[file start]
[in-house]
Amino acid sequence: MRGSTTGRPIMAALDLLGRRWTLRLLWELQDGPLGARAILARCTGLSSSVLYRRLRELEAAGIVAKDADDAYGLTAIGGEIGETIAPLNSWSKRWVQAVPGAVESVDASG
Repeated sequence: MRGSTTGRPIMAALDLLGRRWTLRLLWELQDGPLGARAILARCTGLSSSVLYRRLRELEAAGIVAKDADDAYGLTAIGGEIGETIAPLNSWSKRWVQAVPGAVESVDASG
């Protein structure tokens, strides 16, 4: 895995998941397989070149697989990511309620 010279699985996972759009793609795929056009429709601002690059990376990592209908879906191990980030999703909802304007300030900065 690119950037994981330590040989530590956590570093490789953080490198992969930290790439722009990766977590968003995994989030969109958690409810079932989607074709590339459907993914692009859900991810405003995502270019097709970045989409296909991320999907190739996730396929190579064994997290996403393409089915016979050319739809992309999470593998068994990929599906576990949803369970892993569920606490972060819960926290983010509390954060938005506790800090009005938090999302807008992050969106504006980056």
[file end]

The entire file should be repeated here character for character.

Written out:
[in-house]
Amino acid sequence: MRGSTTGRPIMAALDLLGRRWTLRLLWELQDGPLGARAILARCTGLSSSVLYRRLRELEAAGIVAKDADDAYGLTAIGGEIGETIAPLNSWSKRWVQAVPGAVESVDASG
Repeated sequence: MRGSTTGRPIMAALDLLGRRWTLRLLWELQDGPLGARAILARCTGLSSSVLYRRLRELEAAGIVAKDADDAYGLTAIGGEIGETIAPLNSWSKRWVQAVPGAVESVDASG
């Protein structure tokens, strides 16, 4: 895995998941397989070149697989990511309620 010279699985996972759009793609795929056009429709601002690059990376990592209908879906191990980030999703909802304007300030900065 690119950037994981330590040989530590956590570093490789953080490198992969930290790439722009990766977590968003995994989030969109958690409810079932989607074709590339459907993914692009859900991810405003995502270019097709970045989409296909991320999907190739996730396929190579064994997290996403393409089915016979050319739809992309999470593998068994990929599906576990949803369970892993569920606490972060819960926290983010509390954060938005506790800090009005938090999302807008992050969106504006980056």